• 36% fear an increase in supply chain attacks involving software supply chains
  • 34% fear more supply chain attacks on the hardware supply chain

PwC also asked companies about the player's executives believe they will be responsible for the most significant cyber threats in 2022. Here, more than one-third named cybercriminals as the biggest threat, closely followed by hacktivists and nation-states. Likewise, a full third of respondents see third-party vendors or contractors as a threat to their cyber security.

Supply chain attack prevention rarely takes place based on data

In companies around the world, complete data governance programs are rare. Only about one-third of companies have already integrated such a program to make sustainable decisions around cyber investments. As mentioned earlier, Germany has a particularly pronounced reactive approach to cybersecurity. Here, a mere 21 percent of companies rely on real-time threat intelligence and the quantification of cyber risks. Conversely, this means that 79% of German companies wait until a cyberattack occurs and only then react. This is undoubtedly not a recommendable approach in a world characterized by increasing digital complexity.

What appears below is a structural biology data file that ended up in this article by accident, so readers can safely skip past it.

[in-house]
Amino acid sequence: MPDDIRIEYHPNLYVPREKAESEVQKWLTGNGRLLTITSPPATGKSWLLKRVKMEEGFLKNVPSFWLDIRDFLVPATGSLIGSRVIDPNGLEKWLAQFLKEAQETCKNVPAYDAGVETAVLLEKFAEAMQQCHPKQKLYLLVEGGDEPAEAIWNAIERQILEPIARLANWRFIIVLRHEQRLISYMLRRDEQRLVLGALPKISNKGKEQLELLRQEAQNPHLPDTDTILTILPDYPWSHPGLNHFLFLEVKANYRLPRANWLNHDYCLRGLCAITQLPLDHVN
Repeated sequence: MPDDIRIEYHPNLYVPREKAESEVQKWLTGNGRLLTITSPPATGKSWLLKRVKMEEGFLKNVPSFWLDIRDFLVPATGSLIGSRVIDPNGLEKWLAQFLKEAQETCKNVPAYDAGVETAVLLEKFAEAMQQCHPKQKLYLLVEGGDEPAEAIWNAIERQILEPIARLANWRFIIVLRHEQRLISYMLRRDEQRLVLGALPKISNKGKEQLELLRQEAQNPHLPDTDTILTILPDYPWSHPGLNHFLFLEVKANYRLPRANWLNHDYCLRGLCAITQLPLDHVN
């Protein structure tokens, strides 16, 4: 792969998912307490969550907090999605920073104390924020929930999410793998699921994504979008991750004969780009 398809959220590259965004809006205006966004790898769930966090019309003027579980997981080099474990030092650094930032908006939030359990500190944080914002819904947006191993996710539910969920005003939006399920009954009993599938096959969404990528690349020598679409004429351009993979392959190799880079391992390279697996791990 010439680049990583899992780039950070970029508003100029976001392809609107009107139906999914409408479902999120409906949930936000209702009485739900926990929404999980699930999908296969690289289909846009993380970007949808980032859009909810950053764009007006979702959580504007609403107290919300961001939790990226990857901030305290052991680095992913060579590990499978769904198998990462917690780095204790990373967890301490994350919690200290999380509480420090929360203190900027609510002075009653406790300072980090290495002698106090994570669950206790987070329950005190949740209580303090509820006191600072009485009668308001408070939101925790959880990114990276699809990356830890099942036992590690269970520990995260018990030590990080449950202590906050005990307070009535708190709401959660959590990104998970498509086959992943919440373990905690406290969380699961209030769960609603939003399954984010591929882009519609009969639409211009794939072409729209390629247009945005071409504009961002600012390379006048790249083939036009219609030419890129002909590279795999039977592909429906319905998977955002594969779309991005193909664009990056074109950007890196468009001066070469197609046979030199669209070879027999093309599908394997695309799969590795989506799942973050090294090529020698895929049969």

Conclusion

Supply chain attacks are challenging companies around the world. The quantity of supply chain attacks is increasing significantly, but the quality of attacks is also on the rise. However, the PwC study makes it clear that supply chain security was still, at best, a niche topic in executive suites in 2021. Suppose with a lot of goodwill, one-third of all companies worldwide are actively combating supply chain attacks. In that case, this means, conversely, that two-thirds do not take supply chain security seriously - or do not recognize its relevance. The complexity of digital business structures is increasing. Cloud services, suppliers, the IoT: everything is becoming more digital, connected, and complex. Companies that continue to rely on reactive security measures focused solely on their own business will find themselves even more in the crosshairs of cybercriminals in the future. Supply chain attacks are a proactive approach that holds suppliers and vendors just as accountable as the company itself.